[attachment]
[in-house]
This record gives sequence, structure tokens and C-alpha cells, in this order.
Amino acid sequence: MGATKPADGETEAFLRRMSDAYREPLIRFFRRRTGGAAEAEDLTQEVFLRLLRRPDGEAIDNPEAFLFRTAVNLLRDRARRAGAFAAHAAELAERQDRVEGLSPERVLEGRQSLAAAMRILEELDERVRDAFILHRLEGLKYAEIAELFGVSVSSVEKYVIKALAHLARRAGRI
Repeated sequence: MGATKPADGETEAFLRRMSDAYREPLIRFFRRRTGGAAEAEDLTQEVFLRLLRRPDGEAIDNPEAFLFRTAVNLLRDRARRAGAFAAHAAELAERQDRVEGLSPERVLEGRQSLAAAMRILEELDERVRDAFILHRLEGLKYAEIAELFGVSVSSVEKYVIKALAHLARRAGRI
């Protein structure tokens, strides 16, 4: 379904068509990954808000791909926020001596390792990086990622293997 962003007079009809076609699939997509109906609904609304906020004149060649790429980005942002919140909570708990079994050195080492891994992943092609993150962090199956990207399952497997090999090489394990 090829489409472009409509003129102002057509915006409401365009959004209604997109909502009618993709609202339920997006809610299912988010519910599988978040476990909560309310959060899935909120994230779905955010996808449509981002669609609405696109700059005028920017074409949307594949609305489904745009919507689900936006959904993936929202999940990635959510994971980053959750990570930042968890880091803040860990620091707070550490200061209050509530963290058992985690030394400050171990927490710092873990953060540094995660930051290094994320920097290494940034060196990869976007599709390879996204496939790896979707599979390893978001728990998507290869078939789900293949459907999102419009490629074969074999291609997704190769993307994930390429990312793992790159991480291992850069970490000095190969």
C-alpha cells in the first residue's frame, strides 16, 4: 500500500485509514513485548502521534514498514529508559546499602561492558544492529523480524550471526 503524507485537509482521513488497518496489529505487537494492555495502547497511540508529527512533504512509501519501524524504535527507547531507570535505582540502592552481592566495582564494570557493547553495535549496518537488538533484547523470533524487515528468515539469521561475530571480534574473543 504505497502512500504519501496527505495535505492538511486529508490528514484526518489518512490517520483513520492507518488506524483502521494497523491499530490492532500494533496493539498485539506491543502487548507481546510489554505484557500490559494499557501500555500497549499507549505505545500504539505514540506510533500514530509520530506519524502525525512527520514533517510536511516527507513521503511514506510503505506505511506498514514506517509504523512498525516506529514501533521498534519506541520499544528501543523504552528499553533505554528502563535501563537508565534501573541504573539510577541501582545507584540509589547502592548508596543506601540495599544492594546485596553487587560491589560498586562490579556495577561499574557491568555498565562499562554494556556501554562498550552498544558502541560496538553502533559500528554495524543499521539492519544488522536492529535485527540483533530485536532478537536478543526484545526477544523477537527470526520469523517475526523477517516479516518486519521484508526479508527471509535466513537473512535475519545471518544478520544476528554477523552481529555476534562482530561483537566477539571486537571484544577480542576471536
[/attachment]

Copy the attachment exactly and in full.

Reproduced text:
[in-house]
This record gives sequence, structure tokens and C-alpha cells, in this order.
Amino acid sequence: MGATKPADGETEAFLRRMSDAYREPLIRFFRRRTGGAAEAEDLTQEVFLRLLRRPDGEAIDNPEAFLFRTAVNLLRDRARRAGAFAAHAAELAERQDRVEGLSPERVLEGRQSLAAAMRILEELDERVRDAFILHRLEGLKYAEIAELFGVSVSSVEKYVIKALAHLARRAGRI
Repeated sequence: MGATKPADGETEAFLRRMSDAYREPLIRFFRRRTGGAAEAEDLTQEVFLRLLRRPDGEAIDNPEAFLFRTAVNLLRDRARRAGAFAAHAAELAERQDRVEGLSPERVLEGRQSLAAAMRILEELDERVRDAFILHRLEGLKYAEIAELFGVSVSSVEKYVIKALAHLARRAGRI
């Protein structure tokens, strides 16, 4: 379904068509990954808000791909926020001596390792990086990622293997 962003007079009809076609699939997509109906609904609304906020004149060649790429980005942002919140909570708990079994050195080492891994992943092609993150962090199956990207399952497997090999090489394990 090829489409472009409509003129102002057509915006409401365009959004209604997109909502009618993709609202339920997006809610299912988010519910599988978040476990909560309310959060899935909120994230779905955010996808449509981002669609609405696109700059005028920017074409949307594949609305489904745009919507689900936006959904993936929202999940990635959510994971980053959750990570930042968890880091803040860990620091707070550490200061209050509530963290058992985690030394400050171990927490710092873990953060540094995660930051290094994320920097290494940034060196990869976007599709390879996204496939790896979707599979390893978001728990998507290869078939789900293949459907999102419009490629074969074999291609997704190769993307994930390429990312793992790159991480291992850069970490000095190969």
C-alpha cells in the first residue's frame, strides 16, 4: 500500500485509514513485548502521534514498514529508559546499602561492558544492529523480524550471526 503524507485537509482521513488497518496489529505487537494492555495502547497511540508529527512533504512509501519501524524504535527507547531507570535505582540502592552481592566495582564494570557493547553495535549496518537488538533484547523470533524487515528468515539469521561475530571480534574473543 504505497502512500504519501496527505495535505492538511486529508490528514484526518489518512490517520483513520492507518488506524483502521494497523491499530490492532500494533496493539498485539506491543502487548507481546510489554505484557500490559494499557501500555500497549499507549505505545500504539505514540506510533500514530509520530506519524502525525512527520514533517510536511516527507513521503511514506510503505506505511506498514514506517509504523512498525516506529514501533521498534519506541520499544528501543523504552528499553533505554528502563535501563537508565534501573541504573539510577541501582545507584540509589547502592548508596543506601540495599544492594546485596553487587560491589560498586562490579556495577561499574557491568555498565562499562554494556556501554562498550552498544558502541560496538553502533559500528554495524543499521539492519544488522536492529535485527540483533530485536532478537536478543526484545526477544523477537527470526520469523517475526523477517516479516518486519521484508526479508527471509535466513537473512535475519545471518544478520544476528554477523552481529555476534562482530561483537566477539571486537571484544577480542576471536